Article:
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Essay/Term paper: The outsiders: an analysis

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The Outsiders: An Analysis

By: Yanir Seroussi
Teacher: Mr. Saphir
Class: 9s


In this book analysis, about the book "The Outsiders" by S. E. Hinton I will
discuss character and plot development, as well as the setting, the author's
style and my opinions about the book. In this part of the analysis I will give
some information about the subjects of the book, and about the author.

The author wrote the story when she was just 16 years old, in the 1950s. The
book was successful, and it was sold, and still being sold, in many copies as a
young adults novel. There was a movie made about it, and today there are still
many schools that use this book in junior high and high schools for English
classes. There were plays made about the book too.

The Outsiders is about a gang. They live in a city in Oklahoma. Ponyboy Curtis,
a 14 year old greaser, tells the story. Other characters include Sodapop and
Darry, Ponyboy's brothers, Johnny, Dallas, and Two-Bit, that were also gang
members and Ponyboy's friends. This story deals with two forms of social
classes: the socs, the rich kids, and the greasers, the poor kids. The socs go
around looking for trouble and greasers to beat up, and then the greasers are
blamed for it, because they are poor and cannot affect the authorities.

I hope you would enjoy and learn something about the book from reading this

Plot Development

The plot development in the book, "The Outsiders" by S.E. Hinton, was easy to
follow. In this part of the book analysis I will give some more details about
the plot development.

There were no hooks or hurdles in the beginning of the book, the first sentence
starts right away with the plot—without any forewords. This is the beginning of
the first sentence: "When I stepped out into the bright sunlight from the
darkness of the movie house..." (page 9). As you can see, it goes straight to
the point without any prologues or any kind of introduction.

The plot development in the middle of the story was sensible and easy to
understand. It was clear and simple, and the events have occurred in a
reasonable order.

The ending of the story was a bit expected. I anticipated the death of Johnny
because a broken neck usually means death. The death of Dally was not as
predictable as Johnny's death because it was said that: "He was tougher than
the rest of us—tougher, colder, meaner." (page 19). I did not think that such a
tough person would get himself killed because of a death of a friend, although
it was said a short time before the death of Dally that: "Johnny was the only
thing Dally loved." (page 160).

The climaxes at the end of the story were the deaths of Johnny and Dally. Here
are quotations about the deaths: Johnny's death: "The pillow seemed to sink a
little, and Johnny died." (page 157). Dally's death: "He was jerked half around
by the impact of the bullets, then slowly crumpled with a look of grim triumph
on his face. He was dead before he hit the ground." (page 162).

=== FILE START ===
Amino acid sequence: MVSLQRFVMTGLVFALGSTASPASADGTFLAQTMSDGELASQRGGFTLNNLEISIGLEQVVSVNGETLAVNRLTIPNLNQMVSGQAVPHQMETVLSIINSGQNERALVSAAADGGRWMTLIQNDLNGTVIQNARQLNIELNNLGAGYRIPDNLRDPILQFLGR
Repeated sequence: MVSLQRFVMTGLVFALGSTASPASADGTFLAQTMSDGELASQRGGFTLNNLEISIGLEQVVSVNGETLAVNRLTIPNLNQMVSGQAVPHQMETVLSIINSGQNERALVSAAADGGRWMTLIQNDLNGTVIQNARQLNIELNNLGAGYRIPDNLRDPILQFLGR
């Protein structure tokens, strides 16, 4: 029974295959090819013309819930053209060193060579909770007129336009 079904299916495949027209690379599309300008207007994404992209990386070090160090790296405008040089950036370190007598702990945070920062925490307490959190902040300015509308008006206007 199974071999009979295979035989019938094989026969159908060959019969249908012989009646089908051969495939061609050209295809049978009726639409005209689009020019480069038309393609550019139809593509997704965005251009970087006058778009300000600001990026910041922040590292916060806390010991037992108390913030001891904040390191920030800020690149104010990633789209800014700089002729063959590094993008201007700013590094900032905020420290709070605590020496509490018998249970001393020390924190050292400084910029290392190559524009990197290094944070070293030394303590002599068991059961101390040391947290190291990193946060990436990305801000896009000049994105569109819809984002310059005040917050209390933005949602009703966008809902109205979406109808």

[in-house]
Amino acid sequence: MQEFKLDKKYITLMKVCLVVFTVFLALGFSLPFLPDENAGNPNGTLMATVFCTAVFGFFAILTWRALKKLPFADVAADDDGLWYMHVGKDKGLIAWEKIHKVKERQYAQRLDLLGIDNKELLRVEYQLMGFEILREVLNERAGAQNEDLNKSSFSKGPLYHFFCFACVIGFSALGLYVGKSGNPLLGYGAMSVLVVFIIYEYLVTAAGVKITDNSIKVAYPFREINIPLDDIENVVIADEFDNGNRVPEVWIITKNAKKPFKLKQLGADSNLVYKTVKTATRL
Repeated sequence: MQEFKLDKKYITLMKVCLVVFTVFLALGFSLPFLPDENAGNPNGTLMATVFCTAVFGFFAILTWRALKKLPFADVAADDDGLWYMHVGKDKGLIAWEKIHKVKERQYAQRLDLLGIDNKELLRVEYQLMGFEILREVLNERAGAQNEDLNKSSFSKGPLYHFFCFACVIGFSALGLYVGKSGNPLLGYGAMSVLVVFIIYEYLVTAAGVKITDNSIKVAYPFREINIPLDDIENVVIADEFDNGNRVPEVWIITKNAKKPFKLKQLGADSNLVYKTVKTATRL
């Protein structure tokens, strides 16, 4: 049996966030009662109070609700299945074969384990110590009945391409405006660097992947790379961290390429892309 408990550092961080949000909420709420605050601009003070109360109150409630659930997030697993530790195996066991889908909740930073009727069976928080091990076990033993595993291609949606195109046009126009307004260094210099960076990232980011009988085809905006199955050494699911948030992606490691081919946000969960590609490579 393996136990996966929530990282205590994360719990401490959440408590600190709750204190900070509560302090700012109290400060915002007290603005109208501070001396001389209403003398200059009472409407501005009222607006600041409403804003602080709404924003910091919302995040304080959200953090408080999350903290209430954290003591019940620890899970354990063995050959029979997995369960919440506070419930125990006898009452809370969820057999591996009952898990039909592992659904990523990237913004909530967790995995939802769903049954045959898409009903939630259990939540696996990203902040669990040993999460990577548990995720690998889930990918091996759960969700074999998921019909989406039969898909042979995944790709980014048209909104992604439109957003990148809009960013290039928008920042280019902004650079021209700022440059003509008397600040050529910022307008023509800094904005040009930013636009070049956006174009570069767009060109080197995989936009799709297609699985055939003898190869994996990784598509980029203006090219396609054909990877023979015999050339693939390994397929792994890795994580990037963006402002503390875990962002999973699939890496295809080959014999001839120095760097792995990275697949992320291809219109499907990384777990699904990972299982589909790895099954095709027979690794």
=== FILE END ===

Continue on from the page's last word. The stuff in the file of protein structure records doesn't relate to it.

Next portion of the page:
To conclude I can say that the plot development was simple and easy to
understand and to follow. The author organized it in a way that fits the actual
content of the plot.

Character Development

The characters in the book, "The Outsiders" by S.E. Hinton, were not very heroic—
they were just humans—it was easy to believe that this is the way they should
be. The characters in the plot give the reader a feeling this can be a true

The author has created the personality of the characters through the
descriptions of Ponyboy—the narrator—and through their actions. Following are
some examples of these methods of getting familiar with a character. Here is an
example for a description of Ponyboy: "Steve Randle was seventeen, tall and
lean, with thick greasy hair he kept combed in complicated swirls. He was cocky,
smart, and Soda's best buddy since grade school. Steve's specialty was cars..."
(page 17). The reader can find this kind of descriptions almost everywhere in
the story, but especially in the beginning. I think the author put them there
because the reader does not know the characters, and he needs to get familiar
with them. The descriptions make the reader know the characters better and
understand their actions. A good example of an action that was taken and
suggested something about a character is the way Dally was killed. He wanted
the police to kill him, so he robbed a store, and the police officers shoot him.
This shows that Dally was sensitive to a death of a friend although he acted
like a tough guy.

The dialogues in the stories show the thoughts and the feelings of the speakers.
The way the gang members talk shows that they are gang members and street boys,
because they speak in street slang. When the socs talk to greasers, the reader
can feel their aversion to them. Following are some examples for dialogues that
indicate something about the characters. Here is an example for a dialogue with
slang in it: "...so I can still help Darry with the bills and stuff...Tuff
enough. Wait till I get out...I told you he don't mean half of what he says..."
(page 26). The highlighted words and phrases are ones that will not be used in
formal writing and they even contain grammar mistakes. Here is an example for
the hate the socs have to the greasers: ""Hey, grease,' one said in an over-
friendly voice. "We're gonna do you a favor, greaser. We're gonna cut all that
long greasy hair off.'" (page 13). The reader can feel the hatred of the socs
to the greaser in this dialogue when they tell him what they are going to do to

The central figure of the story is Ponyboy that is also the narrator. Here I
would analyze his character. The physical description of Ponyboy can be found
in the first page of the book, page 9: "I have light-brown, almost-red hair and
greenish-gray eyes. I wish they were more gray, because I hate most guys that
have green eyes, but I have to be content with what I have. My hair is longer
than a lot of boys wear theirs, squared off in back and long at the front and
sides, but I am a greaser and most of my neighborhood rarely bothers to get a
haircut. Besides, I look better with long hair." He is smart, according to page
12: "...I make good grades and have a high IQ and everything...". He is a bit
naive sometimes, like in page 45 when he tried to convince himself that the
only difference between socs and greasers is that greasers like Elvis and do